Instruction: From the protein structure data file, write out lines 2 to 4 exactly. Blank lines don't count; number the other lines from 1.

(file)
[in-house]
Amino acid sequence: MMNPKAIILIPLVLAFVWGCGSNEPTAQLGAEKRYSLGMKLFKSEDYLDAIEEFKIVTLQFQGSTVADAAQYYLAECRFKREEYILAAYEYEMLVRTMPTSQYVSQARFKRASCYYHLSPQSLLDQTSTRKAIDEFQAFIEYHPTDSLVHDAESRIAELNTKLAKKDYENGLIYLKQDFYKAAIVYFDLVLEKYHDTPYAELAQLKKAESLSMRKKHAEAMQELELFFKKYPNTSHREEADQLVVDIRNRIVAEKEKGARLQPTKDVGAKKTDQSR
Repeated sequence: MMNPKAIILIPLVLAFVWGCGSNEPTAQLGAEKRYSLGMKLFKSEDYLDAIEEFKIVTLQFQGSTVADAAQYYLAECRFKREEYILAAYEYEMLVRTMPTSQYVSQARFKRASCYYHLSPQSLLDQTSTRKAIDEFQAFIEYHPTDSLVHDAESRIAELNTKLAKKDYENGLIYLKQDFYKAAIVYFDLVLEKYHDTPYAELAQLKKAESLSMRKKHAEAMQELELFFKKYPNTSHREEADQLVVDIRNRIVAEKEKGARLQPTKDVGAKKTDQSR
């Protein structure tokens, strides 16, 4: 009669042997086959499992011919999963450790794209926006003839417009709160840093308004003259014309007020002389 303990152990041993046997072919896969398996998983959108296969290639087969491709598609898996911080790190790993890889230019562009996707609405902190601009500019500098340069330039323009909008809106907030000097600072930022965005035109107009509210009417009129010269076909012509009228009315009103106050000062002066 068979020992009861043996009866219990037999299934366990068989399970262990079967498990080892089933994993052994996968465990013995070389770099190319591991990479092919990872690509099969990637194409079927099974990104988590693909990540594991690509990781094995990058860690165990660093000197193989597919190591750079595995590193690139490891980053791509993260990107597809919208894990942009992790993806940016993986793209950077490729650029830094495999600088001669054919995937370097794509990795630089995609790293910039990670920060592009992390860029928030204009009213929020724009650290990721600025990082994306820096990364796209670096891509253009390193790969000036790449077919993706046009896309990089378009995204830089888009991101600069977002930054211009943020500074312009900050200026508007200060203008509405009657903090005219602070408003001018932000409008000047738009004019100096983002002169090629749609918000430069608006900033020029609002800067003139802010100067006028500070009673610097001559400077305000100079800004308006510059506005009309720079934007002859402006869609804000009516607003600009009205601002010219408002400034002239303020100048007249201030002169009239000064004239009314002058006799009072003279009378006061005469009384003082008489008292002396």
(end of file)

Amino acid sequence: MMNPKAIILIPLVLAFVWGCGSNEPTAQLGAEKRYSLGMKLFKSEDYLDAIEEFKIVTLQFQGSTVADAAQYYLAECRFKREEYILAAYEYEMLVRTMPTSQYVSQARFKRASCYYHLSPQSLLDQTSTRKAIDEFQAFIEYHPTDSLVHDAESRIAELNTKLAKKDYENGLIYLKQDFYKAAIVYFDLVLEKYHDTPYAELAQLKKAESLSMRKKHAEAMQELELFFKKYPNTSHREEADQLVVDIRNRIVAEKEKGARLQPTKDVGAKKTDQSR
Repeated sequence: MMNPKAIILIPLVLAFVWGCGSNEPTAQLGAEKRYSLGMKLFKSEDYLDAIEEFKIVTLQFQGSTVADAAQYYLAECRFKREEYILAAYEYEMLVRTMPTSQYVSQARFKRASCYYHLSPQSLLDQTSTRKAIDEFQAFIEYHPTDSLVHDAESRIAELNTKLAKKDYENGLIYLKQDFYKAAIVYFDLVLEKYHDTPYAELAQLKKAESLSMRKKHAEAMQELELFFKKYPNTSHREEADQLVVDIRNRIVAEKEKGARLQPTKDVGAKKTDQSR
């Protein structure tokens, strides 16, 4: 009669042997086959499992011919999963450790794209926006003839417009709160840093308004003259014309007020002389 303990152990041993046997072919896969398996998983959108296969290639087969491709598609898996911080790190790993890889230019562009996707609405902190601009500019500098340069330039323009909008809106907030000097600072930022965005035109107009509210009417009129010269076909012509009228009315009103106050000062002066 068979020992009861043996009866219990037999299934366990068989399970262990079967498990080892089933994993052994996968465990013995070389770099190319591991990479092919990872690509099969990637194409079927099974990104988590693909990540594991690509990781094995990058860690165990660093000197193989597919190591750079595995590193690139490891980053791509993260990107597809919208894990942009992790993806940016993986793209950077490729650029830094495999600088001669054919995937370097794509990795630089995609790293910039990670920060592009992390860029928030204009009213929020724009650290990721600025990082994306820096990364796209670096891509253009390193790969000036790449077919993706046009896309990089378009995204830089888009991101600069977002930054211009943020500074312009900050200026508007200060203008509405009657903090005219602070408003001018932000409008000047738009004019100096983002002169090629749609918000430069608006900033020029609002800067003139802010100067006028500070009673610097001559400077305000100079800004308006510059506005009309720079934007002859402006869609804000009516607003600009009205601002010219408002400034002239303020100048007249201030002169009239000064004239009314002058006799009072003279009378006061005469009384003082008489008292002396």